Their sizes are usually the first thing people comment on when meeting them. In our culture, it seems, it's good for boys to be tall. But the constant feedback, even though it's usually positive, that the boys get on their size worries me.
They have absolutely no control over their heights. And all that positive feedback can backfire - as it did when Billy's doctor told him he's probably just about done growing. He'll likely be about 5'10", like his Dad. That was a tough pill to swallow for a very competitive teen with an older brother who's over the six-foot mark. Not that Jason thinks he's big enough - there were plenty of bigger boys at the college football camps he attended this summer and clearly, the bigger boys were the ones who got the most attention from the coaches.
It turns out height does matter. Numerous studies have shown that men who are taller make more money and are more likely to take on leadership positions than their shorter counterparts. But here's an interesting twist - it doesn't depend on how tall they ended up, it's how they were perceived while growing up. In other words, early bloomers, like Billy, who were perceived as tall through most of their development, succeed like tall guys. While later bloomers, who were perceived as short, even though they may grow to above-average height eventually, are more like the guys who were shorter all along.
This phenomenon was studied by University of Pennsylvania researchers Nicola Persico, Andy Postlewaite, and Dan Silverman. Basically, they concluded that how high-school-aged kids view their heights in comparison to other kids will set the self-esteem level that will stay with them as they become adults.
In his analysis of the research, Steven E. Landsburg writes, "Why should adolescent self-esteem be so significant? Partly, perhaps, because self-esteem, once learned, lasts a lifetime. But partly also because a kid with self-esteem is more likely to join the teams, clubs, and social groups where he learns to interact with people. And that participation is clearly valuable. The economists report that 'after controlling for age, height, region and family background, participation in athletics is associated with an 11.4 percent increase in adult wages, and participation in every club other than athletics is associated with a 5.1 percent increase in wages.'"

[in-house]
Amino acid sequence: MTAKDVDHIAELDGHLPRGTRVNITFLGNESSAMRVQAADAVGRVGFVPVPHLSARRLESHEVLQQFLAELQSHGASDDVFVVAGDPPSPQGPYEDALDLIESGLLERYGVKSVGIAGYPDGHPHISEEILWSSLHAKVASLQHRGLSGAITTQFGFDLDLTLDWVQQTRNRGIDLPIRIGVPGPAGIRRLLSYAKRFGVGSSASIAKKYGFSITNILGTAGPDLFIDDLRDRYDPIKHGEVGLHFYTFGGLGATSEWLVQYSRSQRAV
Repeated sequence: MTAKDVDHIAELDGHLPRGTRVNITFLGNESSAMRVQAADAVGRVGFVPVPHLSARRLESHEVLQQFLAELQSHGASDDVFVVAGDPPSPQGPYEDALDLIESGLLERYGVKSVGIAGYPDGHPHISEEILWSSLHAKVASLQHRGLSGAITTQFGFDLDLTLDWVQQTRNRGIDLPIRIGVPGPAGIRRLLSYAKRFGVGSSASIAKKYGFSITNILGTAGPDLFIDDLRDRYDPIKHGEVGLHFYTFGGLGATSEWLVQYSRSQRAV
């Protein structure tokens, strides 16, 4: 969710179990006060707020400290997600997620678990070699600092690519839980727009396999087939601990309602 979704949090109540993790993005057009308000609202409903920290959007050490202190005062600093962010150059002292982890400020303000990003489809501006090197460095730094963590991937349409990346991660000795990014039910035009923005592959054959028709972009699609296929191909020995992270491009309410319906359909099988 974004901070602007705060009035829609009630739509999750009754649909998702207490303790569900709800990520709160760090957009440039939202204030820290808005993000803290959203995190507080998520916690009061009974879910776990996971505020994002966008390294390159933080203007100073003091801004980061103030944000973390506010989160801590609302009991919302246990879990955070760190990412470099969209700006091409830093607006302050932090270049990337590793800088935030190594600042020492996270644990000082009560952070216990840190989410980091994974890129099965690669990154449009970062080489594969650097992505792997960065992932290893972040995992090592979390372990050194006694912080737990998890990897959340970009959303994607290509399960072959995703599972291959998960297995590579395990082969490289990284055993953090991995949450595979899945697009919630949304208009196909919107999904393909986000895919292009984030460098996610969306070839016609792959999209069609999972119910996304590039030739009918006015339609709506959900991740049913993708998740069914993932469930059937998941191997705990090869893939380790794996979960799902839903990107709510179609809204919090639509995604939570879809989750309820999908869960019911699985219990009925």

So, what can we as parents do to help all kids feel "tall"? For one thing, I'm going to make every effort not to comment on the height of my, or anyone else's, kids anymore. I've written before that I feel children should be complimented on their efforts and accomplishments. When a child plays well at a recital or hits a home run, or creates an amazing artwork, their height doesn't have anything to do with it.
And in the long run, it's better to make every child feel he has strengths he can control, than to make kids feel their positive attributes are due to some giant game of genetic roulette. No matter how big (or small) your child is, a parent's job is to encourage him or her to try new things, not put limitations on himself, and to pursue success and happiness.
We all teach our kids not to judge a book by its cover and that it's what's inside that counts. To make our children feel successful and increase their self-esteem, we all have to find positive things to say about our children that aren't based on their height or other aspects of their appearance. And it wouldn't hurt us as adults to think about that in dealing with our friends and co-workers as well. Just because much of self-esteem is set when kids are young doesn't mean we should give up on trying to make those around feel better about themselves.